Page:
Online Program

Epidemiology of pediatric visits to an eye emergency room

Monday, November 4, 2013 : 9:15 a.m. - 9:30 a.m.

Ann P. Murchison, MD, MPH, Department of Research, Wills Eye Institute, Philadelphia, PA
Jurij Bilyk, MD, Oculoplastic and Orbital Surgery, Wills Eye Institute, Philadelphia, PA
Purpose: To evaluate the epidemiologic profile of pediatric visits to an ophthalmic emergency department and analyze for incidence of pediatric trauma and preventable eye emergencies. Methods: After Institutional Review Board approval, a retrospective review of all patients seen at an ophthalmic emergency department over one year was performed. Data points included date, age, chief complaint, race, diagnosis, and mechanism of injury. The volume of pediatric patients (age <18 years), visit date and season, and patients requiring admission were evaluated in children and compared to the same metrics in adults. Results: Preliminary analysis has been performed on 13,677 visits over one year with children making up 7.14% of the visits. The most common category of pediatric visits was trauma, making up over 35.0% of visits, followed by infection at 15% of visits. The greatest visit volume in children was in the spring, peaking in March, compared to summer, peaking in August, in adults. Of the 610 patients requiring hospital admission or immediate operative care, 7.5% of them were children. The majority of the children admitted, 78.3%, had sustained trauma with the most common traumatic diagnosis being ruptured globe (28.3%) followed by eyelid laceration (27.8%). Conclusions: Pediatric eye emergency visits in this urban population are most common in the spring and are usually due to trauma. Preventive measures including education and access to pediatric protective eyewear in urban settings could decrease pediatric eye injuries and improve visual outcomes in the community.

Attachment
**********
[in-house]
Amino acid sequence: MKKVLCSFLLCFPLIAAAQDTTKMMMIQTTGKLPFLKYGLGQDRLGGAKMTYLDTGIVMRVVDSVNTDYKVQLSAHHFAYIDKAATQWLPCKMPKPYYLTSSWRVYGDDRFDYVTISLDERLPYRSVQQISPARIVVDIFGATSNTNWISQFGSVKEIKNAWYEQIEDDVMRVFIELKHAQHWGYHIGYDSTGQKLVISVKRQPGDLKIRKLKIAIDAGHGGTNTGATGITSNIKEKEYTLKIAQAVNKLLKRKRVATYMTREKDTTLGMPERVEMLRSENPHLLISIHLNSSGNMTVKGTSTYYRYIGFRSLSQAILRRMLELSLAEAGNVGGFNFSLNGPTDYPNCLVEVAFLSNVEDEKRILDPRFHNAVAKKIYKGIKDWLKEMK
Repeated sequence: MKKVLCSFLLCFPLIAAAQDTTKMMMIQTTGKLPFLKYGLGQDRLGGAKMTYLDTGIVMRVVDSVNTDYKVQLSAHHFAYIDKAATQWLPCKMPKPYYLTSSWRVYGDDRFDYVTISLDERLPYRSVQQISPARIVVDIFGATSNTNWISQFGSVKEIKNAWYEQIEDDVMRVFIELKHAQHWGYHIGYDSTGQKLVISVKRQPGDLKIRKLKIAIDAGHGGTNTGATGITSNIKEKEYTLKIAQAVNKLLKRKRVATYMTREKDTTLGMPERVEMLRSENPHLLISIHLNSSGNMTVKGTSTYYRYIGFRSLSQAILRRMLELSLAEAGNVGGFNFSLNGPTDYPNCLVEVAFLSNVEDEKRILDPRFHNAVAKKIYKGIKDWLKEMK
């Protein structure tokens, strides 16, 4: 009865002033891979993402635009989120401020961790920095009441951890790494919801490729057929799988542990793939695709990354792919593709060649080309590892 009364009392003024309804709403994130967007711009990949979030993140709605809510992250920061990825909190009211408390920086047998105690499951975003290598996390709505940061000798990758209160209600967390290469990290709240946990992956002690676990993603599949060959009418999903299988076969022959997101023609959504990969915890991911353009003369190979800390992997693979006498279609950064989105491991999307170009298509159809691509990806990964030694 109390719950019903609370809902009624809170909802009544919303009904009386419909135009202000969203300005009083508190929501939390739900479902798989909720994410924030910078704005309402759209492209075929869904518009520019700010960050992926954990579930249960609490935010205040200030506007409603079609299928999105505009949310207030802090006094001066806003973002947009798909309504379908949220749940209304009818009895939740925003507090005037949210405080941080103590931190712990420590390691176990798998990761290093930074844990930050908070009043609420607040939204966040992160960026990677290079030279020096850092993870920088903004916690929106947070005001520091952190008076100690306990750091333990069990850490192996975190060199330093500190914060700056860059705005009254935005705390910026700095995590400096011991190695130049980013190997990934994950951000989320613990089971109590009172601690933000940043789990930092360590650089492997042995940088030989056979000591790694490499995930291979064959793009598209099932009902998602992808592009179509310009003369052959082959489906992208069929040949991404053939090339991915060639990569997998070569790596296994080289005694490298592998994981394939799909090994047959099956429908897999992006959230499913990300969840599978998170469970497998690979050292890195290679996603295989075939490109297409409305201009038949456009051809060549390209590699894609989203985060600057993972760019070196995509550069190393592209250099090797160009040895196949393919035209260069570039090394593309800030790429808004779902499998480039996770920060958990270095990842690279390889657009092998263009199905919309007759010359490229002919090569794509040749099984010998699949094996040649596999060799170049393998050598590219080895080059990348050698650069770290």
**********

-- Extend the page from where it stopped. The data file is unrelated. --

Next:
Learning Areas:

Public health or related research

Learning Objectives:
Evaluate the epidemiologic profile of pediatric visits to an ophthalmic emergency department. Analyze the incidence of pediatric trauma and preventable eye emergencies.

Keyword(s): Pediatrics, Emergency Department/Room

Presenting author's disclosure statement:

Qualified on the content I am responsible for because: Dr. Murchison is an Associate Professor of Ophthalmology and public health researcher with significant educational, clinical, and research experience. She is a Co-Director of the Wills Eye Emergency Department and a grant-awarded investigator in projects ranging from clinical outcomes to behavioral and medical interventions in ophthalmology.
Any relevant financial relationships? No

I agree to comply with the American Public Health Association Conflict of Interest and Commercial Support Guidelines, and to disclose to the participants any off-label or experimental uses of a commercial product or service discussed in my presentation.